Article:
A villager in India reportedly beheaded a four-year-old boy to appease the Goddess Kali. He hoped she would bestow “divine powers” on him.
Residents of the Andhra Pradesh village in rural India captured Tirumala Rao, 35, and set him on fire. He survived, but 40% of his body is covered in burns. The police discovered the sickle he used to slaughter Manu Sagar. They also believe he strangled the young boy before he decapitated him. The Times of India reports:
Rao abducted Sagar when he was returning home from an anganwadi centre around noon. A worried Sagar’s mother, Adilakshmi, learnt from a villager that Rao had taken her son with him. She went to Rao’s home, but found it locked. By that time her husband and Manu’s father had rushed in too.
The couple chanced upon Rao’s brother, Venkata Rao, at the village centre. Along with him, they went to Rao’s residence again, where they found the little boy’s headless body in a pool of blood. As the news spread, villagers gathered and launched a hunt for Rao, who was caught on the outskirts of the village.
Elders rescued Rao before he died, but alerted the police about the incident. Medical teams rushed him to a hospital in Kandukur.
“We will interrogate Rao once he recovers,” explained DSP Srinivasa Rao. “We found a rope from the residence which the accused might have used to strangle the boy.”
In 2006, The Guardian featured a report about numerous children murdered in India for the Goddess Kali. Reporter Dan McDougall visited the Barha village where an Indian cult took part in these murders. He said this part of India “is a lawless place of superstitions and deep prejudice.” Locals in Bulandshahr, the closest large city, told him not to travel to Barha since “it is an evil place” and residents “are cursed.”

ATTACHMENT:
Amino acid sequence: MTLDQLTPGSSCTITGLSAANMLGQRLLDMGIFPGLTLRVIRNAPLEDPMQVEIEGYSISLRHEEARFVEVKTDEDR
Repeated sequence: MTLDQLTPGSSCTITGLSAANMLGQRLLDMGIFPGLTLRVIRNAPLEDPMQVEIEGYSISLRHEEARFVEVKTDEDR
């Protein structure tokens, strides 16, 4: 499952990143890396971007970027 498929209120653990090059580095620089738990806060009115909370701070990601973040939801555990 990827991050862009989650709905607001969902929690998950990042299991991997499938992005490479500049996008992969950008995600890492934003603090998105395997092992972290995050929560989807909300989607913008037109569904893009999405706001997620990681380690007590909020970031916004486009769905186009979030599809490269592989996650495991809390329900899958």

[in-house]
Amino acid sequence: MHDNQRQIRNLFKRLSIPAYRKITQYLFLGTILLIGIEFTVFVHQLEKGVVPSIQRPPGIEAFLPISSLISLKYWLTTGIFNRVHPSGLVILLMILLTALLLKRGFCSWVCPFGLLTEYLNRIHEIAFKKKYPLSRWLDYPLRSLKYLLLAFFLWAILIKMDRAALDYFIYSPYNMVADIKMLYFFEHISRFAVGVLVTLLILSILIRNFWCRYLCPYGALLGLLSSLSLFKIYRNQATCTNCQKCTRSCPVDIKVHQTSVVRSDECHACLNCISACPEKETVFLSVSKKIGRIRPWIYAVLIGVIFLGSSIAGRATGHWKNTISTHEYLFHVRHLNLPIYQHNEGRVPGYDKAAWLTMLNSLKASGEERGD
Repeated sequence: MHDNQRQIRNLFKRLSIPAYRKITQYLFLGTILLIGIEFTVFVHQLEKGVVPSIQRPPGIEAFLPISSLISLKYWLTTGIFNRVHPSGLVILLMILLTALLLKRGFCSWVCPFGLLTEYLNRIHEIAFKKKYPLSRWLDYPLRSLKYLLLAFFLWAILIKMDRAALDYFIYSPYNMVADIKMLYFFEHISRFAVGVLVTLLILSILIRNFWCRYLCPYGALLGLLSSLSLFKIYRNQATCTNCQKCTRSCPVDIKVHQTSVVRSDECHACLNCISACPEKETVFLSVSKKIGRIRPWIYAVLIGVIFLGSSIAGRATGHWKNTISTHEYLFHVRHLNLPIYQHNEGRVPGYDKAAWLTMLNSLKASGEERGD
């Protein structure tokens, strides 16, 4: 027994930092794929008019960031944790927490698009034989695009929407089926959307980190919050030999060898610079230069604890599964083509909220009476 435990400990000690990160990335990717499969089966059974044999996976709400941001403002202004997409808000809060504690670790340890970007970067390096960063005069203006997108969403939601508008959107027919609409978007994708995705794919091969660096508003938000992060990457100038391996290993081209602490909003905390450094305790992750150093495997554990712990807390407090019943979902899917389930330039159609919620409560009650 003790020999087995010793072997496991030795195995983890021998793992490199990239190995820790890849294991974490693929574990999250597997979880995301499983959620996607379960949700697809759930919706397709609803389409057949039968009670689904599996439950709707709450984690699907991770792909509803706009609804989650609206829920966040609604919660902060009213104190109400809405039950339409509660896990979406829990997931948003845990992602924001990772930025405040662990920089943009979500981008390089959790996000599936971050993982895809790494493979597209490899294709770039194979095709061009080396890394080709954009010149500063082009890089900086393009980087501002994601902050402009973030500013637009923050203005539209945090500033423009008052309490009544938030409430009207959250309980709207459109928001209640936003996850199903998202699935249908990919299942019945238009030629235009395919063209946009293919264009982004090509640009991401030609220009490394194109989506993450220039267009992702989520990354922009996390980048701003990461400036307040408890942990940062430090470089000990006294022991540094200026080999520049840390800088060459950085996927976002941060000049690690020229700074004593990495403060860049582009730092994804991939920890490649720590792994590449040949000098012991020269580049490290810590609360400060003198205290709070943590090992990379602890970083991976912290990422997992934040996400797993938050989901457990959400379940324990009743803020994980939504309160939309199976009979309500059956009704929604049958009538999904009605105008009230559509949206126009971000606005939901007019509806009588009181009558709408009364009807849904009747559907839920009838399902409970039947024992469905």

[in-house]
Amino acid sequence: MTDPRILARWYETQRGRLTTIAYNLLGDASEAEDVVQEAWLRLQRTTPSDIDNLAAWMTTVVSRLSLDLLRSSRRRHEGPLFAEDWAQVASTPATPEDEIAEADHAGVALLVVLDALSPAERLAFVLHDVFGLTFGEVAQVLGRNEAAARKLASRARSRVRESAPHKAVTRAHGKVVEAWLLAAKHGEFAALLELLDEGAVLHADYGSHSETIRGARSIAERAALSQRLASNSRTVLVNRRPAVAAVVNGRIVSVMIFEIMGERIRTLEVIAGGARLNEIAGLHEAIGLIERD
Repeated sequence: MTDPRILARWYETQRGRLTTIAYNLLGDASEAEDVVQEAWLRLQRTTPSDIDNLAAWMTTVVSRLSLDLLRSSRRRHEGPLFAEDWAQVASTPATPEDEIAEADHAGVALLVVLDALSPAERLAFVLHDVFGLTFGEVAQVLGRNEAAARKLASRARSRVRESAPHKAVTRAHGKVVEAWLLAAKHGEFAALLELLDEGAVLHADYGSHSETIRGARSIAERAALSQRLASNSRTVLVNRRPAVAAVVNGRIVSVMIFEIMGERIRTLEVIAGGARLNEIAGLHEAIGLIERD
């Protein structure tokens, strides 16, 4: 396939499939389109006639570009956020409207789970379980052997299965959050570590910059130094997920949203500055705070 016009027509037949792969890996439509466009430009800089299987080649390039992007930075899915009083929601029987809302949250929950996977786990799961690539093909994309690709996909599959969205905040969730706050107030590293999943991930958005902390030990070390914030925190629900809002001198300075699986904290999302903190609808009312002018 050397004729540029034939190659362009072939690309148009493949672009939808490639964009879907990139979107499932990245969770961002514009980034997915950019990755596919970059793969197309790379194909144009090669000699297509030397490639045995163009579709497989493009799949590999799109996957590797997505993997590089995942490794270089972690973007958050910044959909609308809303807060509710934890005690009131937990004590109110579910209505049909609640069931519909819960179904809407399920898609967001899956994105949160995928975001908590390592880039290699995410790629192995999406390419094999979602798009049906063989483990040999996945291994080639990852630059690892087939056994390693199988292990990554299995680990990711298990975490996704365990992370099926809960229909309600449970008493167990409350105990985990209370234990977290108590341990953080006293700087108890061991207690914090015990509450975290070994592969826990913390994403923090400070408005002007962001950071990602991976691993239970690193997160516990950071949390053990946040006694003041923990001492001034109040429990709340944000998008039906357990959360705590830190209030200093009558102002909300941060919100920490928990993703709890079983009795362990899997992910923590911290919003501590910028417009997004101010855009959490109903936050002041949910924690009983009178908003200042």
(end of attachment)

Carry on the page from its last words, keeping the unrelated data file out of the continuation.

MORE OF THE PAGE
Human sacrifice still exists in remote regions across Asia. In July, five men admitted their roles in the death of a ten-year-old boy in Nepal. One of the men told authorities that “a local holy man advised him that a human sacrifice would heal his ailing son.”
In December 2014, a man discovered his ten-year-old son dead in the sugarcanes in the same rural part of India as young Rao. A worker confessed to the crime “in a bid to help his wife become pregnant.”
Goddess Kali is the Hindu goddess associated with “creation, preservation, and destruction.” In 2008, Hindus criticized supermodel Heidi Klum’s Kali Halloween costume. They demanded an apology from Klum “for posing as a sacred figure.”
“Goddess Kali is highly revered in Hinduism and she is meant to be worshipped in temples and not to be used in clubs for publicity stunts or thrown around loosely for dramatic effect,” stated Rajan Zed, an Indian-American community leader. “Hindus welcome Hollywood and other entertainment industries to immerse themselves in Hinduism, but they should take it seriously and respectfully and not just use the religion for decorating or to advance their selfish agenda.”